A 10-year, $90 million master plan for Scottsdale’s 160-acre WestWorld event center has received federal environmental approval, clearing the way for the city to set in motion individual projects.
The U.S. Bureau of Reclamation has declared improvements and expansion planned for the city-run facility in compliance with the National Environmental Policy Act.
The agency concluded the project would not impede the land’s function as a major water-retention basin or otherwise threaten the environment.
The land is owned by the federal government and managed by the Bureau of Reclamation because it is in a regional flood-control area.
Scottsdale officials still are exploring funding sources for projects set forth in the master plan that the City Council approved last year. It includes conceptual designs for a $28 million, 155,000-squarefoot multipurpose exhibit hall, an outdoor amphitheater, covered equestrian arenas, more horse barns and additional public parking.
It also includes plans to purchase more than 50 acres of adjoining state trust land to expand WestWorld.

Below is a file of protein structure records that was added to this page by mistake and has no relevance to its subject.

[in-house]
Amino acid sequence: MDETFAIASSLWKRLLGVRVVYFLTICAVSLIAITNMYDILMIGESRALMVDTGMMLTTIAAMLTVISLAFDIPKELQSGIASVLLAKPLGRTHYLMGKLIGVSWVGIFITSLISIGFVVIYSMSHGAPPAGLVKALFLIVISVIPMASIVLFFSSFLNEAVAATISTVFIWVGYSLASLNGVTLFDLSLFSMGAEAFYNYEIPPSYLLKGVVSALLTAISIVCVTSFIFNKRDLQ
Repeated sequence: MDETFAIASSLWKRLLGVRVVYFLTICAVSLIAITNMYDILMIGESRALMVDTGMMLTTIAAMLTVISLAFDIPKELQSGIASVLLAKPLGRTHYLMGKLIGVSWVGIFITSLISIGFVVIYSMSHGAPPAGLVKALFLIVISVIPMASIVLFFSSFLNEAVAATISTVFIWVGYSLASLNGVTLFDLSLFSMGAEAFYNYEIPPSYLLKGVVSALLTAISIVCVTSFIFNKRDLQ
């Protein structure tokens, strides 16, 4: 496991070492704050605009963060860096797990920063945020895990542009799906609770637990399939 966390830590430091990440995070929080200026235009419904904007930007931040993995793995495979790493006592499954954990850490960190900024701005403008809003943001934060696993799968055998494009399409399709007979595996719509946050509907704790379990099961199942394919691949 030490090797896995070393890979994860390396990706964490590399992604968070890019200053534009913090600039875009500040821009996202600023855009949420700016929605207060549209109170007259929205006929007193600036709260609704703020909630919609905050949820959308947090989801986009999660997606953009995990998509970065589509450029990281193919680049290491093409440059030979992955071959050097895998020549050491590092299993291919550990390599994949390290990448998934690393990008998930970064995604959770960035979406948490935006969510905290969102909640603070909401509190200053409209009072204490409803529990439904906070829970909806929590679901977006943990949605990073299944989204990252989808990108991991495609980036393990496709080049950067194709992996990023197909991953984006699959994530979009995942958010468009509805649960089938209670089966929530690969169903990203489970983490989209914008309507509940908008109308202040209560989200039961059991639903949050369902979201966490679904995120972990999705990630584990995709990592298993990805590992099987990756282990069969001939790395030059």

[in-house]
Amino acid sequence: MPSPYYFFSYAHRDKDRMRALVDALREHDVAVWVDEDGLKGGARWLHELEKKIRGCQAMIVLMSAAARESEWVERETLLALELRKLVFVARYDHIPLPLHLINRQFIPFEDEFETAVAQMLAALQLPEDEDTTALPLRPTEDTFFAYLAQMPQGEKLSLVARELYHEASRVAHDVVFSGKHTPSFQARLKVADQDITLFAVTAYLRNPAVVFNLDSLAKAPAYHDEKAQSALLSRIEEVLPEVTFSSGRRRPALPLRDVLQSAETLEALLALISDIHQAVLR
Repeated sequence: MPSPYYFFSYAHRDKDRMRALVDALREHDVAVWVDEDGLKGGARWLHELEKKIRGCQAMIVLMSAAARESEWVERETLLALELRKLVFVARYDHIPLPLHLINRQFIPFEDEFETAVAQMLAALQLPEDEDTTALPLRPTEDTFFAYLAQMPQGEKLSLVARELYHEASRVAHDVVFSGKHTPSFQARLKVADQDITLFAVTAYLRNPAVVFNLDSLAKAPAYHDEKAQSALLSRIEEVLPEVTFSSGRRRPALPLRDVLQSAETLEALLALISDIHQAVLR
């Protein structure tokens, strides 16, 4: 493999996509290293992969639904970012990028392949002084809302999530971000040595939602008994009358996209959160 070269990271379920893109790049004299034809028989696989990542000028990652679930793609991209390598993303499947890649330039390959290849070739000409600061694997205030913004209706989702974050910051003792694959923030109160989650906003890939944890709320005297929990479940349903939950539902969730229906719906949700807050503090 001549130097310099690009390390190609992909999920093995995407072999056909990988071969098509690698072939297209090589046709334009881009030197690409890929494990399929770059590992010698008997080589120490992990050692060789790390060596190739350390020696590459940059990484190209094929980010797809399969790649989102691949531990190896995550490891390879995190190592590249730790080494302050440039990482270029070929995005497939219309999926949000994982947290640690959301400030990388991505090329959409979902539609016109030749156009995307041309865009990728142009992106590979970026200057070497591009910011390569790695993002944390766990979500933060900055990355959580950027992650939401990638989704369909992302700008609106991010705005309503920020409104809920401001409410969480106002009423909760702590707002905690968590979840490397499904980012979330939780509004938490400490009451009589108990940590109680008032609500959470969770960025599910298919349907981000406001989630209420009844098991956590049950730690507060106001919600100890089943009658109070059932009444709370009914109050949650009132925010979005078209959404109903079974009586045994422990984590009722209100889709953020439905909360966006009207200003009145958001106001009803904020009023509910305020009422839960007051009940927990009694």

City leaders hope improvements will bring additional revenue by luring more major events to the venue. It already hosts the popular Barrett-Jackson classic auto show, the All-Arabian Horse Show and Arizona Sun Country Circuit Quarter Horse Show, among more than 100 events each year.
The project "will actually improve the environment,’’ said WestWorld manager Brad Gessner. Covering arenas will protect nearby residential areas from the glare of lighting and noise from WestWorld activities, Gessner said.
Other changes will result in better traffic control in the area, he said.
Scottsdale’s green building standards will be applied to any new construction at West-World, said Larry Person, the city’s environmental coordinator. The standards are meant to ensure energy-efficient features are incorporated into buildings and other facilities, to promote use of building materials made from renewable resources and to protect the natural surroundings.
Analysis of the master plan also concluded WestWorld improvements would have no negative impact on cultural resources in the area, such as nearby archaeological sites, said Jennifer Frownfelter, an environmental planner with URS Inc., the engineering firm that prepared the study.
Each new WestWorld construction project will be required to undergo additional design and engineering review to further assure the area’s flood-control capability won’t be hindered, Frownfelter said.